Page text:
The Pan American Health Organization published an interactive dashboard showing the location of last week’s devastating earthquakes in Haiti. The view spans three days and makes it easy to see the sheer number and strength of the aftershocks that reached magnitude 5.9.

The huge 7.0 earthquake occurred about 15 miles from Port-Au-Prince (pop. > 1 million) while most of the strong aftershocks occurred further west near Petit-Goave (pop. 15K), perhaps saving 1000s of lives. The dashboard can be viewed on PAHO's website.

[EDIT] This visualization was made with the Tableau Public beta. The downloadable workbook does not work in any current version of Tableau (except 5.1 beta). To the best of my knowledge we're planning to release 5.1 sometime in February.


I'm a fan of the Guardian Datablog and shortly after the earthquake in Haiti they published data on the deadliest earthquake since 1900. I downloaded the data, posted my Tableau visualization on my blog ( and created a packaged workbook which can be downloaded from:

What a terrible, terrible tragedy!

This software is great. we are using this a lot in our great organization a lot......This Haiti demo is great too...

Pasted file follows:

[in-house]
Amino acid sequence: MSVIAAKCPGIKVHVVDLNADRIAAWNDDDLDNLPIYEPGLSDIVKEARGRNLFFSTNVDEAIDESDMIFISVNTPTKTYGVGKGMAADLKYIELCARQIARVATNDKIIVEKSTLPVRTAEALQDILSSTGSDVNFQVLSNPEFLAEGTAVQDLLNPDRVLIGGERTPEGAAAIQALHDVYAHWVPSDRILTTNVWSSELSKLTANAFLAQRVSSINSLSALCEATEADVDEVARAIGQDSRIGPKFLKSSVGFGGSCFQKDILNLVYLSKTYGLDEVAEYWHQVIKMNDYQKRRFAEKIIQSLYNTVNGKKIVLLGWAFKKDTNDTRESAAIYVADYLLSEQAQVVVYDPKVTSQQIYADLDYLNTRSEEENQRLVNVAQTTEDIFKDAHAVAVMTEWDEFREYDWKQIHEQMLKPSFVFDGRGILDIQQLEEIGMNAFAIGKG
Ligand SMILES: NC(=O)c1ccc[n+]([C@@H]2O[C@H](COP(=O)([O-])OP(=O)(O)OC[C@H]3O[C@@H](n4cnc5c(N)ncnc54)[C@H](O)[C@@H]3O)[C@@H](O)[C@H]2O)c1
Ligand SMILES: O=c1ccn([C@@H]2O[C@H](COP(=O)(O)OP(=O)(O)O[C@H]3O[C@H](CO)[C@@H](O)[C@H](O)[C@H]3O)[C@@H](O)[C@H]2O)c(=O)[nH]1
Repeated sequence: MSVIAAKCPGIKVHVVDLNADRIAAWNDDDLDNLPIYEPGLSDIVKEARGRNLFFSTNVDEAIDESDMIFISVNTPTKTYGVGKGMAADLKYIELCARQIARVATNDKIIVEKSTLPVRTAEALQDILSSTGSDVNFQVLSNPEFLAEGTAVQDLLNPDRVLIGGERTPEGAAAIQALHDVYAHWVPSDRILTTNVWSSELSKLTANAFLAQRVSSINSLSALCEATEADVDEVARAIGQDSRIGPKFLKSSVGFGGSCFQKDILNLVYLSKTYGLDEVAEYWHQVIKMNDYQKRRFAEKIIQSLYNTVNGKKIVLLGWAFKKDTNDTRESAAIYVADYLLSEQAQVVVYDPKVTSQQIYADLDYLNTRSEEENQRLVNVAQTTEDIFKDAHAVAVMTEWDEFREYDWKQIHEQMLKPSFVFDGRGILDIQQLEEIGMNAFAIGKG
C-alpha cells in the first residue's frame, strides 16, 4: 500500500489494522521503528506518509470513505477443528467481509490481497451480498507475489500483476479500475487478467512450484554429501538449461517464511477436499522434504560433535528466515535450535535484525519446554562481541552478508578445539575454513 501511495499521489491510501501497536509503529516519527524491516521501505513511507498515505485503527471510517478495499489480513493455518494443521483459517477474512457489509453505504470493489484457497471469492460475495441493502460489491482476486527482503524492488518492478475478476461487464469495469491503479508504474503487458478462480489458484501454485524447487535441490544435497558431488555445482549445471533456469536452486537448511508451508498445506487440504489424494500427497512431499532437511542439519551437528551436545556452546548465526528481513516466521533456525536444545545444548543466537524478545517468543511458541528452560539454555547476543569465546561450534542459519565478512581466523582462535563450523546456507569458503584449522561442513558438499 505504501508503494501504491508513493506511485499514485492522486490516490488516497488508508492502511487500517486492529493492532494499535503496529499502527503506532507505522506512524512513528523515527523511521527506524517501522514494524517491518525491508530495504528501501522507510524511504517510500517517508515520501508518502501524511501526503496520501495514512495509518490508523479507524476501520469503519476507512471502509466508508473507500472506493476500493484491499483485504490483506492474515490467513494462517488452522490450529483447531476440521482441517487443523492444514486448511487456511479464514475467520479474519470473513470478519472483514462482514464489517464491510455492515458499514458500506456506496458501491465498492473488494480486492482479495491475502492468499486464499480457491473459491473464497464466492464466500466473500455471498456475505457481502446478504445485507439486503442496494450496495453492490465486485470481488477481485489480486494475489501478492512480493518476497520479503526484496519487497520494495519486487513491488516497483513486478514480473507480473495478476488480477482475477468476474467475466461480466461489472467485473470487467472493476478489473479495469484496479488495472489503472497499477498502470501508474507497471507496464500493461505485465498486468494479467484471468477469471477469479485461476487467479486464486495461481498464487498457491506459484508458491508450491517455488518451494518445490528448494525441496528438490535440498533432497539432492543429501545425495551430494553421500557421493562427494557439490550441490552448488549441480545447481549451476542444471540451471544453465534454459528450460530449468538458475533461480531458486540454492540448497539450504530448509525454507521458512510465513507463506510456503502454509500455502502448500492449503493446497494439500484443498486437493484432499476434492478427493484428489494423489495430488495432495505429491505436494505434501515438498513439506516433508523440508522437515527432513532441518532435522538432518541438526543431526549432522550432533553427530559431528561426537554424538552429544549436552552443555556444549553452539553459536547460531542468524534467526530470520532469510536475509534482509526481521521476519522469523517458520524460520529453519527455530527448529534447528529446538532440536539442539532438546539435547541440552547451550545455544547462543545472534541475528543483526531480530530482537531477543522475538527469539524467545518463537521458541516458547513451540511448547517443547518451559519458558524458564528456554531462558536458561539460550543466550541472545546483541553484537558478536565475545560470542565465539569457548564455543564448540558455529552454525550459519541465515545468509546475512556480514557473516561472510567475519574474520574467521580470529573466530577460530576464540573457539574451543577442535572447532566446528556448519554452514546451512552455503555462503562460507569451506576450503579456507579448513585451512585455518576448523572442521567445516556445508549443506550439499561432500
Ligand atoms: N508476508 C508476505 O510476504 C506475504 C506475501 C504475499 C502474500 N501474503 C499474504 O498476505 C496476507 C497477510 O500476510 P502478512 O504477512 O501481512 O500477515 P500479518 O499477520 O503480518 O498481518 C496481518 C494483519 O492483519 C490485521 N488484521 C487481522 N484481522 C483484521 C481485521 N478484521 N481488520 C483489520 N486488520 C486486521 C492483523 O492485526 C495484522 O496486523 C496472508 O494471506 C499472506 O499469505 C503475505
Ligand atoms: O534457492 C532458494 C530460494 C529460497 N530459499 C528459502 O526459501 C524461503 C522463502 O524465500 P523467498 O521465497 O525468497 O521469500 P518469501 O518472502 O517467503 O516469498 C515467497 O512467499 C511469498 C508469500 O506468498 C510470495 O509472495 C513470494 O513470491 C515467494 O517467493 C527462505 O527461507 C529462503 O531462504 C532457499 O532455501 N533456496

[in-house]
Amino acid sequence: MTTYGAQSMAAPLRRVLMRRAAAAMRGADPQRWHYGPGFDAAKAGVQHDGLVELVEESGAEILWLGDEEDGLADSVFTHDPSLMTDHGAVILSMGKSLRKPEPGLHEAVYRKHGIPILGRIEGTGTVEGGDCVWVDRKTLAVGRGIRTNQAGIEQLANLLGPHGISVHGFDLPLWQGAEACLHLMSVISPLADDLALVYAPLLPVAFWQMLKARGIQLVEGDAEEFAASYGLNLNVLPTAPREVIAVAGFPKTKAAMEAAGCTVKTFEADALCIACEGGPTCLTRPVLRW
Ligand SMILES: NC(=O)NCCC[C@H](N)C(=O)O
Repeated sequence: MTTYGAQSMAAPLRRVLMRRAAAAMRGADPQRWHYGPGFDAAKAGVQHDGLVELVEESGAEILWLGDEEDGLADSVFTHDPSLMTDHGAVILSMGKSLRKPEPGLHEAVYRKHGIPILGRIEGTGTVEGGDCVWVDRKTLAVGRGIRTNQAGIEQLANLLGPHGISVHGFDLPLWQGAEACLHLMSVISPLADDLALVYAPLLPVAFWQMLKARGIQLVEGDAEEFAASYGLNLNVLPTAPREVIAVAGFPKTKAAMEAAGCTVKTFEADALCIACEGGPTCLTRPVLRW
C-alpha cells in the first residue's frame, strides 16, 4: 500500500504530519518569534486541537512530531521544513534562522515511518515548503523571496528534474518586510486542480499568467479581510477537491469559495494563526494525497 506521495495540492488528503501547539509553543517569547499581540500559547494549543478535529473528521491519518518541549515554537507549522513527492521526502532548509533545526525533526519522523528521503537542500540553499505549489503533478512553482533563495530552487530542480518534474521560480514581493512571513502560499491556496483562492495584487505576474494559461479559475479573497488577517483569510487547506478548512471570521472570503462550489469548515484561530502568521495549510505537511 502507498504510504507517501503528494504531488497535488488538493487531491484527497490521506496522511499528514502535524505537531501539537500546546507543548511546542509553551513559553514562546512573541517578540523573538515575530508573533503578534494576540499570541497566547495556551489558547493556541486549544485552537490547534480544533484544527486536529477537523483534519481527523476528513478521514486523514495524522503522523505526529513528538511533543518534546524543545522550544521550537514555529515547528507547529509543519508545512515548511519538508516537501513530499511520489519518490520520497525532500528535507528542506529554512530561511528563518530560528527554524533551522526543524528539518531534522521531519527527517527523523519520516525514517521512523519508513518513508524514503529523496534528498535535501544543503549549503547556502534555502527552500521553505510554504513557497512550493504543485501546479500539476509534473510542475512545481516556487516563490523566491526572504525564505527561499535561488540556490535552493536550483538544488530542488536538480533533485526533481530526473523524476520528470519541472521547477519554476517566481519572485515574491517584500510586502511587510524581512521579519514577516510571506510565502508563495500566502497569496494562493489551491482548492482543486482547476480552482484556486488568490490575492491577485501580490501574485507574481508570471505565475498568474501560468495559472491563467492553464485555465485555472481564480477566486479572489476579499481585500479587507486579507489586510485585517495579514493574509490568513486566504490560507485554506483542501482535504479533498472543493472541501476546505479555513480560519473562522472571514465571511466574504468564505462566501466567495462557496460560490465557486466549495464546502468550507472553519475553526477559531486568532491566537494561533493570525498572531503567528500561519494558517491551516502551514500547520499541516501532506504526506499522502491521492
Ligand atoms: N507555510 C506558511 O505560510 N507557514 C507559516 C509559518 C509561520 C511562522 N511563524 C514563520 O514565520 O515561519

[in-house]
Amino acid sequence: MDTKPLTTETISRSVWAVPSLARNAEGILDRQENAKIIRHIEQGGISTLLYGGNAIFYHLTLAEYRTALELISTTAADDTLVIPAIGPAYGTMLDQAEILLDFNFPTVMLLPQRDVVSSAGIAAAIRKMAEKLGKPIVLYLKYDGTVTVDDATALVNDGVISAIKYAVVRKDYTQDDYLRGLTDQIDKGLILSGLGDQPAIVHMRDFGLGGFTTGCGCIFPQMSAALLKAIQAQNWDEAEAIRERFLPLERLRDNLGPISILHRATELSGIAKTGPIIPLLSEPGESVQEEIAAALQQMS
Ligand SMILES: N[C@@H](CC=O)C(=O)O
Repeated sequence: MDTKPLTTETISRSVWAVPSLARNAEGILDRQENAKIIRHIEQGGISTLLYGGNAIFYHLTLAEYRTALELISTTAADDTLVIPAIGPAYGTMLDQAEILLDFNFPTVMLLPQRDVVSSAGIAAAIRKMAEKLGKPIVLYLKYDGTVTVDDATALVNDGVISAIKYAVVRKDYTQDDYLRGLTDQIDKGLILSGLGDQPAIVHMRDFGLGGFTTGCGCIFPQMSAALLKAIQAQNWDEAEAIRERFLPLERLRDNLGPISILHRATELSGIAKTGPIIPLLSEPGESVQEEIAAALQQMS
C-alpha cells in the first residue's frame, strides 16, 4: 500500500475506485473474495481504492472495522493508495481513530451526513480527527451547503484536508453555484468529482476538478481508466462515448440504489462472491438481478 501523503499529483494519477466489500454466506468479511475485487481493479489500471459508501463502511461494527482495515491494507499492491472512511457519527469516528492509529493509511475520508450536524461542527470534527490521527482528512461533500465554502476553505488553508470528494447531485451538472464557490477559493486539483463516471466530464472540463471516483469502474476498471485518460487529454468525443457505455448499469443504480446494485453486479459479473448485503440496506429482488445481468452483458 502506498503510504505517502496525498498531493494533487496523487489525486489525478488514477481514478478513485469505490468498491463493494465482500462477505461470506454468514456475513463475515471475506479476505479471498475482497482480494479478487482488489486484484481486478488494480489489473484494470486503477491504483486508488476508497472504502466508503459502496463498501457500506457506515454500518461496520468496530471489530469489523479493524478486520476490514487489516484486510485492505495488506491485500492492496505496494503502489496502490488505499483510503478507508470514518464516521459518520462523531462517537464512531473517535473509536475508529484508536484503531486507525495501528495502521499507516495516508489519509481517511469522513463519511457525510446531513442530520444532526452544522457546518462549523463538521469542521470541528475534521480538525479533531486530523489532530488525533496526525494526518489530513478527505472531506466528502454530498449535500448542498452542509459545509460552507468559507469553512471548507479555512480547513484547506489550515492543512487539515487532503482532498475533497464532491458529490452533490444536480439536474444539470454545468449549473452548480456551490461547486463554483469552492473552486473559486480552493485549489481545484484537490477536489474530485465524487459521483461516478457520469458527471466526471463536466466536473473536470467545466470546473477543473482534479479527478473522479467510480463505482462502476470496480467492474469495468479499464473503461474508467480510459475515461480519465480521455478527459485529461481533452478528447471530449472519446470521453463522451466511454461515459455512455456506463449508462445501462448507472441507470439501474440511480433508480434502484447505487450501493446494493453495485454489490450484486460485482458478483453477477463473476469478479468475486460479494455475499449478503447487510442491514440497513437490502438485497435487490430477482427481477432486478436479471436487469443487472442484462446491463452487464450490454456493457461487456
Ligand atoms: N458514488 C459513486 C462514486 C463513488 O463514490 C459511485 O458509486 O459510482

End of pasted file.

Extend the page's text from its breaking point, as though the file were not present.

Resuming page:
Thank you,
Noby Augustine
New York

Are you really using the crisis in Haiti to sell your software?

Jesse. That's quite an assumption or leap to make. I found the visualization valuable in helping me understand the scope of the crisis better. Why do you assume a bad motive?

Including this in the Tableau's business newsletter is not a very good idea in my opinion. Tableau uses its newsletter to promote its software, and using Haiti's earthquake for that is just not right. I agree with Mr. O'Rourke.

Knowing the current conditions allows those that are geographically separated to better comprehend the magnitude of this crisis. However, I would be inclined to follow-up with an analysis of the relief efforts in terms of the origination(city, state, agency, country), number of people, and financial contributions. It would be impressive to document all the relief efforts.

@Jesse - wasn't my intention. One of our Tableau Public beta customer (PAHO) posted this visualization on their website to help folks with health information. They've posted a variety of images that help monitor heath response capacity and other factors ( Our goal was to share timely information from one of our customers and to demonstrate the power of visualization... and how making data accessible online can help solve problems and share important stories.

@Antonio - thanks for the visualizations. Keep up the good work. Let us know how Tableau Public is working out for you.
@Matt - glad you found it useful.
@Eric - I'll forward your comments to Antonio.

¿What additional functionality will version 5.1 have? Let me know

I believe the magnitude scale should be logarithmic. So the markings should probably be spaced out logarithmically. Just a thought.

Thanks for all comments and recommendations.